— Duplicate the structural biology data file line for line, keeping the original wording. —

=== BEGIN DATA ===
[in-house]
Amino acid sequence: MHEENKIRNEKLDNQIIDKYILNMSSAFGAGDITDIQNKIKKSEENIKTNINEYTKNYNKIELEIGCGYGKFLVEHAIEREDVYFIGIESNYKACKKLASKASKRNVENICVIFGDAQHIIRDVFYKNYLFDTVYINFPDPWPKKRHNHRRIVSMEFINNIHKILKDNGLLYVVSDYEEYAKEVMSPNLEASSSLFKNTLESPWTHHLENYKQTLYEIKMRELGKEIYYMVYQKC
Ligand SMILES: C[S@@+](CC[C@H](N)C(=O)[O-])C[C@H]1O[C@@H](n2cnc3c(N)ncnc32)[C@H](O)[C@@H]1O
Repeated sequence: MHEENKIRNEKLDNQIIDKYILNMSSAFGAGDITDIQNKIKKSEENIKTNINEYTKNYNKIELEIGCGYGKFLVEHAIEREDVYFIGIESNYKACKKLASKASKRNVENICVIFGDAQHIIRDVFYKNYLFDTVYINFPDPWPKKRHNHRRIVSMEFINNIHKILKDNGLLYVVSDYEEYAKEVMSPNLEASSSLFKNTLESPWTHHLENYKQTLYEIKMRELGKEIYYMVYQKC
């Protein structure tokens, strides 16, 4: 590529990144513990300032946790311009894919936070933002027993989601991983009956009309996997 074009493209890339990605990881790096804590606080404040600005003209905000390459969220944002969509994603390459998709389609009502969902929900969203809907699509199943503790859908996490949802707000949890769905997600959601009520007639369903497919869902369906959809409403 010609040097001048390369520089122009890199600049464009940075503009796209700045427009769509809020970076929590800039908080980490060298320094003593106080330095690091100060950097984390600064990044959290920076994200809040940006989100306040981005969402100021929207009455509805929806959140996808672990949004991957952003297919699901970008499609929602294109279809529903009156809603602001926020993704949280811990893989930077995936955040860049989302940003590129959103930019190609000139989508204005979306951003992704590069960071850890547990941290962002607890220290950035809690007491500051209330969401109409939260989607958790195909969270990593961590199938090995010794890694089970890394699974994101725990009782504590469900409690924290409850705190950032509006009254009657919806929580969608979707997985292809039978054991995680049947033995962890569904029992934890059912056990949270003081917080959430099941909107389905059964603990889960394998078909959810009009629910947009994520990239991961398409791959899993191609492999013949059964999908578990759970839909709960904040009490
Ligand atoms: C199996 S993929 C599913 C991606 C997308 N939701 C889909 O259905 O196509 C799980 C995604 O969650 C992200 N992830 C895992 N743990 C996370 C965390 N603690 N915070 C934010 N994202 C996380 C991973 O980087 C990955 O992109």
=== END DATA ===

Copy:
[in-house]
Amino acid sequence: MHEENKIRNEKLDNQIIDKYILNMSSAFGAGDITDIQNKIKKSEENIKTNINEYTKNYNKIELEIGCGYGKFLVEHAIEREDVYFIGIESNYKACKKLASKASKRNVENICVIFGDAQHIIRDVFYKNYLFDTVYINFPDPWPKKRHNHRRIVSMEFINNIHKILKDNGLLYVVSDYEEYAKEVMSPNLEASSSLFKNTLESPWTHHLENYKQTLYEIKMRELGKEIYYMVYQKC
Ligand SMILES: C[S@@+](CC[C@H](N)C(=O)[O-])C[C@H]1O[C@@H](n2cnc3c(N)ncnc32)[C@H](O)[C@@H]1O
Repeated sequence: MHEENKIRNEKLDNQIIDKYILNMSSAFGAGDITDIQNKIKKSEENIKTNINEYTKNYNKIELEIGCGYGKFLVEHAIEREDVYFIGIESNYKACKKLASKASKRNVENICVIFGDAQHIIRDVFYKNYLFDTVYINFPDPWPKKRHNHRRIVSMEFINNIHKILKDNGLLYVVSDYEEYAKEVMSPNLEASSSLFKNTLESPWTHHLENYKQTLYEIKMRELGKEIYYMVYQKC
């Protein structure tokens, strides 16, 4: 590529990144513990300032946790311009894919936070933002027993989601991983009956009309996997 074009493209890339990605990881790096804590606080404040600005003209905000390459969220944002969509994603390459998709389609009502969902929900969203809907699509199943503790859908996490949802707000949890769905997600959601009520007639369903497919869902369906959809409403 010609040097001048390369520089122009890199600049464009940075503009796209700045427009769509809020970076929590800039908080980490060298320094003593106080330095690091100060950097984390600064990044959290920076994200809040940006989100306040981005969402100021929207009455509805929806959140996808672990949004991957952003297919699901970008499609929602294109279809529903009156809603602001926020993704949280811990893989930077995936955040860049989302940003590129959103930019190609000139989508204005979306951003992704590069960071850890547990941290962002607890220290950035809690007491500051209330969401109409939260989607958790195909969270990593961590199938090995010794890694089970890394699974994101725990009782504590469900409690924290409850705190950032509006009254009657919806929580969608979707997985292809039978054991995680049947033995962890569904029992934890059912056990949270003081917080959430099941909107389905059964603990889960394998078909959810009009629910947009994520990239991961398409791959899993191609492999013949059964999908578990759970839909709960904040009490
Ligand atoms: C199996 S993929 C599913 C991606 C997308 N939701 C889909 O259905 O196509 C799980 C995604 O969650 C992200 N992830 C895992 N743990 C996370 C965390 N603690 N915070 C934010 N994202 C996380 C991973 O980087 C990955 O992109």